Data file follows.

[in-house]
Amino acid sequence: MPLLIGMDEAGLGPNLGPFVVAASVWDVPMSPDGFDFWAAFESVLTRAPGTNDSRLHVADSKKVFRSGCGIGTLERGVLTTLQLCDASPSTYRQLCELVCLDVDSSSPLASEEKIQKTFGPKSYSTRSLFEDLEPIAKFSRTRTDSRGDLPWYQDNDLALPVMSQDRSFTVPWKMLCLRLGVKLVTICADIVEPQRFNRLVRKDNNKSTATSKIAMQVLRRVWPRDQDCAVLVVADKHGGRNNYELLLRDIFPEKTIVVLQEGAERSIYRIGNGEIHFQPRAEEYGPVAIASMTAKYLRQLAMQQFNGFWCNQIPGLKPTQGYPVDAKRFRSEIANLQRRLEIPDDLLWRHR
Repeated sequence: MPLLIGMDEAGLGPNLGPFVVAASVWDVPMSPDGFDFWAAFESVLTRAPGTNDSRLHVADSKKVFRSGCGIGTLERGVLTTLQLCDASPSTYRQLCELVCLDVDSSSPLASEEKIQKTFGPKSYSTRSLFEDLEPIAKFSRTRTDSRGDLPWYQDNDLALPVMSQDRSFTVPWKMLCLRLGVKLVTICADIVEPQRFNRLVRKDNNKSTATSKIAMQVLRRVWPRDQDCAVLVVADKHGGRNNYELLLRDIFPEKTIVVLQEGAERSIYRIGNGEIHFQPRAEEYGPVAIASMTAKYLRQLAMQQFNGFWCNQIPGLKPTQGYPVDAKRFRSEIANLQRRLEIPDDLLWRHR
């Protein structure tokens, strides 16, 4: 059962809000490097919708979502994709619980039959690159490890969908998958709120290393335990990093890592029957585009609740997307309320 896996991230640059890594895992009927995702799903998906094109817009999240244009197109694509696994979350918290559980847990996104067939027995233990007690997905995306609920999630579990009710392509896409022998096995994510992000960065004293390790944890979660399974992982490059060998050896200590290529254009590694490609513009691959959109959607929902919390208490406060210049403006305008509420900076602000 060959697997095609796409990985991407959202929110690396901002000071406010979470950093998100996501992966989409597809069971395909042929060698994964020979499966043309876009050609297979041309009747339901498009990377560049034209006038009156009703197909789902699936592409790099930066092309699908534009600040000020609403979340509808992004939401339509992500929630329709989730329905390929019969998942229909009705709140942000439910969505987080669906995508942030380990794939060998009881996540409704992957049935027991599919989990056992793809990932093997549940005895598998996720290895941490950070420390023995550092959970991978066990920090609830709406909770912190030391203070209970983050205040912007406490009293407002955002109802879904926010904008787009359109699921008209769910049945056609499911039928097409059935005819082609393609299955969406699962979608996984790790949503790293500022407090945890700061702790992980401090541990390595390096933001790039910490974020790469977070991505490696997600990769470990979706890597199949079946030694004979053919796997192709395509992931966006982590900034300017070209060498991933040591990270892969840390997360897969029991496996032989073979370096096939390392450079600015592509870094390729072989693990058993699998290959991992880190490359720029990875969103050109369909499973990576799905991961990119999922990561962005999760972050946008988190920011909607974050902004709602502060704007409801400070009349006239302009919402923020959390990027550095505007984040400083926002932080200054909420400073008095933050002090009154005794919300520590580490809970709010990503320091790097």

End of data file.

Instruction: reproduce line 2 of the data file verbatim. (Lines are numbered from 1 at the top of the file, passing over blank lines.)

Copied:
Amino acid sequence: MPLLIGMDEAGLGPNLGPFVVAASVWDVPMSPDGFDFWAAFESVLTRAPGTNDSRLHVADSKKVFRSGCGIGTLERGVLTTLQLCDASPSTYRQLCELVCLDVDSSSPLASEEKIQKTFGPKSYSTRSLFEDLEPIAKFSRTRTDSRGDLPWYQDNDLALPVMSQDRSFTVPWKMLCLRLGVKLVTICADIVEPQRFNRLVRKDNNKSTATSKIAMQVLRRVWPRDQDCAVLVVADKHGGRNNYELLLRDIFPEKTIVVLQEGAERSIYRIGNGEIHFQPRAEEYGPVAIASMTAKYLRQLAMQQFNGFWCNQIPGLKPTQGYPVDAKRFRSEIANLQRRLEIPDDLLWRHR